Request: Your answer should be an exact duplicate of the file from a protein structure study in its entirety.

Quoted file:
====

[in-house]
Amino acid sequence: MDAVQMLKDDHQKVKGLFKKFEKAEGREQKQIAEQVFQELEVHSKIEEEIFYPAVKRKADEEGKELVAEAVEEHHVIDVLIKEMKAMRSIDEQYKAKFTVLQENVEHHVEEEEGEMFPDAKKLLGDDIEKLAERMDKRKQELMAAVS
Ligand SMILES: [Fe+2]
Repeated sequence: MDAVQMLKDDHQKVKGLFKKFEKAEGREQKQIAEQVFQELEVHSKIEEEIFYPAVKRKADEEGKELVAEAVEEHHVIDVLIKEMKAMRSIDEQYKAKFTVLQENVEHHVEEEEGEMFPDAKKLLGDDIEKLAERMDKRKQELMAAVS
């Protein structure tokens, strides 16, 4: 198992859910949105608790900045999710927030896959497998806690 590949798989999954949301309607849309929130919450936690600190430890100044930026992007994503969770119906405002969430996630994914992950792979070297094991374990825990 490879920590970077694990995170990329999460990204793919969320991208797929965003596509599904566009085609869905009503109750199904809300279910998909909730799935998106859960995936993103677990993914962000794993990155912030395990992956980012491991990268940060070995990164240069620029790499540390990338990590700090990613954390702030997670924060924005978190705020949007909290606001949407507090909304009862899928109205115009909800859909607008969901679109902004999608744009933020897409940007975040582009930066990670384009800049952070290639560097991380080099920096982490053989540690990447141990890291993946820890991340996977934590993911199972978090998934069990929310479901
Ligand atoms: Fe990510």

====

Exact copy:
[in-house]
Amino acid sequence: MDAVQMLKDDHQKVKGLFKKFEKAEGREQKQIAEQVFQELEVHSKIEEEIFYPAVKRKADEEGKELVAEAVEEHHVIDVLIKEMKAMRSIDEQYKAKFTVLQENVEHHVEEEEGEMFPDAKKLLGDDIEKLAERMDKRKQELMAAVS
Ligand SMILES: [Fe+2]
Repeated sequence: MDAVQMLKDDHQKVKGLFKKFEKAEGREQKQIAEQVFQELEVHSKIEEEIFYPAVKRKADEEGKELVAEAVEEHHVIDVLIKEMKAMRSIDEQYKAKFTVLQENVEHHVEEEEGEMFPDAKKLLGDDIEKLAERMDKRKQELMAAVS
């Protein structure tokens, strides 16, 4: 198992859910949105608790900045999710927030896959497998806690 590949798989999954949301309607849309929130919450936690600190430890100044930026992007994503969770119906405002969430996630994914992950792979070297094991374990825990 490879920590970077694990995170990329999460990204793919969320991208797929965003596509599904566009085609869905009503109750199904809300279910998909909730799935998106859960995936993103677990993914962000794993990155912030395990992956980012491991990268940060070995990164240069620029790499540390990338990590700090990613954390702030997670924060924005978190705020949007909290606001949407507090909304009862899928109205115009909800859909607008969901679109902004999608744009933020897409940007975040582009930066990670384009800049952070290639560097991380080099920096982490053989540690990447141990890291993946820890991340996977934590993911199972978090998934069990929310479901
Ligand atoms: Fe990510």